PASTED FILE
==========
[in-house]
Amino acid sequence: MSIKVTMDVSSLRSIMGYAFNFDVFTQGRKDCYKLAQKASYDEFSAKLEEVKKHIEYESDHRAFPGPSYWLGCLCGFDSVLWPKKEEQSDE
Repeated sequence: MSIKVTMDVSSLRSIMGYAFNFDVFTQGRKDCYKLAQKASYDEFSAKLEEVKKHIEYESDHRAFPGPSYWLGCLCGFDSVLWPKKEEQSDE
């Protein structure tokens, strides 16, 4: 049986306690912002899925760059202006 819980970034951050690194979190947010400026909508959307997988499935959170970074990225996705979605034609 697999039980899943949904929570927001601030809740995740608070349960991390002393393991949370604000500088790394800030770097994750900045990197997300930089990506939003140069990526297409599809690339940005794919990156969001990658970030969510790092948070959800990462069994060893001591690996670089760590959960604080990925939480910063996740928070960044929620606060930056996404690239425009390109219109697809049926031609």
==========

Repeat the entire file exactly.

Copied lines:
[in-house]
Amino acid sequence: MSIKVTMDVSSLRSIMGYAFNFDVFTQGRKDCYKLAQKASYDEFSAKLEEVKKHIEYESDHRAFPGPSYWLGCLCGFDSVLWPKKEEQSDE
Repeated sequence: MSIKVTMDVSSLRSIMGYAFNFDVFTQGRKDCYKLAQKASYDEFSAKLEEVKKHIEYESDHRAFPGPSYWLGCLCGFDSVLWPKKEEQSDE
């Protein structure tokens, strides 16, 4: 049986306690912002899925760059202006 819980970034951050690194979190947010400026909508959307997988499935959170970074990225996705979605034609 697999039980899943949904929570927001601030809740995740608070349960991390002393393991949370604000500088790394800030770097994750900045990197997300930089990506939003140069990526297409599809690339940005794919990156969001990658970030969510790092948070959800990462069994060893001591690996670089760590959960604080990925939480910063996740928070960044929620606060930056996404690239425009390109219109697809049926031609």